Learn a Thing or Two From Bea Lurie, Founder of Women Repair Zone

By Holly Bonner

With so much time spent at home, it’s hard to ignore all the things around your house that need some love and care. 

Some of the items on your to-do list may include giving your car a long overdue oil change, reupholstering the drab office chair you’ve been using more lately or finally creating the garden you’ve been dreaming of. 

While DIY videos are a good start, there is nothing like a hands-on learning experience with an energetic group of people. 

Women Repair Zone is a local business led by women teaching other women home repair, home improvement and automotive skills. Through fun workshops (all virtual for the time being), Women Repair Zone creates a supportive environment for its clients to obtain a new sense of independence. 

We sat down with Women Repair Zone Founder Bea Lurie to talk about what inspired her to start the business, how she hopes to impact the Chattanooga community and what her plans are for the future. 

Trend: Are you from Chattanooga? If not, why did you choose to move here?  

Lurie: I am originally from Brooklyn, New York. My family and I moved here for a quieter pace of life. Unfortunately, we brought our New York pace with us. But that’s okay. It allows us to get lots of stuff done.

Trend: And why do you think it’s important for women to attend a workshop? 

Lurie: Women and girls should attend our workshops on home repair, home improvement and auto maintenance to learn new skills from women instructors that will save them money and build more confidence and independence. At Women Repair Zone, we offer a safe and supportive environment where there is no such thing as a stupid question, and making mistakes is celebrated as a way to learn. It is a great learning environment. 

Trend: What kind of impact do you think your workshops have on younger girls?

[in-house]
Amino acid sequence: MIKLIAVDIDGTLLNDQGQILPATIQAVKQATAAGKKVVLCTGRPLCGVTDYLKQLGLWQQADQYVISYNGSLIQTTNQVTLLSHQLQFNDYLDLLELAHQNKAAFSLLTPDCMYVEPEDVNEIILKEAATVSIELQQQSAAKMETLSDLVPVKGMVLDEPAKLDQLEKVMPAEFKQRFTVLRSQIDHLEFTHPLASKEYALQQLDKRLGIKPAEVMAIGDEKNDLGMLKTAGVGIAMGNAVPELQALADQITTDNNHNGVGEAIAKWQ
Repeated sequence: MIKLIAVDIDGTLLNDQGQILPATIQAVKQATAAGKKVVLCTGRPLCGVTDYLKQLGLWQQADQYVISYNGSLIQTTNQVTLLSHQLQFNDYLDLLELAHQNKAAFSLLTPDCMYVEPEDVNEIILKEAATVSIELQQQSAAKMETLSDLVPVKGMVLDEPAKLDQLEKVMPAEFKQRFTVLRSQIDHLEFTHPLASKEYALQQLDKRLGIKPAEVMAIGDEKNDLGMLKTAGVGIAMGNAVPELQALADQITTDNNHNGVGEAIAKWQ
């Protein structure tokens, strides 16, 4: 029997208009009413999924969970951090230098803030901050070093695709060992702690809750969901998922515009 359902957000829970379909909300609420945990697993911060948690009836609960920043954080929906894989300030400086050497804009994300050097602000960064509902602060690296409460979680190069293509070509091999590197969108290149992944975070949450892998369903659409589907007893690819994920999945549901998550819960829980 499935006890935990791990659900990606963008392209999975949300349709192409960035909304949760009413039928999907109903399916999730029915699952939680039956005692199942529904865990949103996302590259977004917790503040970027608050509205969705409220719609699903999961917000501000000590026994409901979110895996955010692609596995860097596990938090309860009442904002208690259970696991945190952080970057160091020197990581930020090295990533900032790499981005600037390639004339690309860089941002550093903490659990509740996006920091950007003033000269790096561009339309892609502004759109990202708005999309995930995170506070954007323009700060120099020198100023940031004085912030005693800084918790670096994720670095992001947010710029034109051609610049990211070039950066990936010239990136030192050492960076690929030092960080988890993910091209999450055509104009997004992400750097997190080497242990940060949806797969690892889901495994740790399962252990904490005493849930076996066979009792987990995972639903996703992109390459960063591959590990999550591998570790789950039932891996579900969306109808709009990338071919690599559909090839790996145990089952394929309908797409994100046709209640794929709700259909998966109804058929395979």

Lurie: While our carpentry workshops for girls are new, the impact of the first one was extraordinary. One girl was terrified of using the drill to make holes in a crayon holder. She reluctantly did her first hole but was unhappy with the way it looked, so she didn’t want to use the drill anymore, feeling it was too difficult to control. After some reverse psychology, she finished her crayon holder and, according to her mom, regularly brags to everyone she meets that she knows how to use a drill and made a beautiful personalized holder for her crayons. All of the girls and their mothers had powerful experiences working on this project.

Trend: How do you think a business like Women Repair Zone benefits the community as a whole?  

Lurie: In so many ways. Women in the workshops empower each other as they learn together. They empower their daughters and sons who are inspired by what they are doing. Women of all ages can take care of household repair and improvement projects to improve the values of their properties and attend to automotive maintenance to prevent accidents and breakdowns. The community also benefits because the confidence women and girls gain impacts how they see their capabilities in other areas as well.

Trend: Do you think the skills women learn at Women Repair Zone help them in the business world as well? 

Lurie: Yes, absolutely. It helps them not just in the business world but in many aspects of their lives. Women learn how to take safe risks, problem solve and think innovatively in our workshops. They build their confidence to overcome societal barriers and stereotypes. These are very transferrable skills and attitudes.

Trend: What has been the most rewarding part about opening up Women Repair Zone?  

Lurie: The most rewarding part is making my dream of many decades come true and seeing the impact it has on our customers and instructors.

Trend: What are your plans for the future?  

Lurie: In the future, I plan to open a stand-alone Women Repair Zone space and then locations across the country.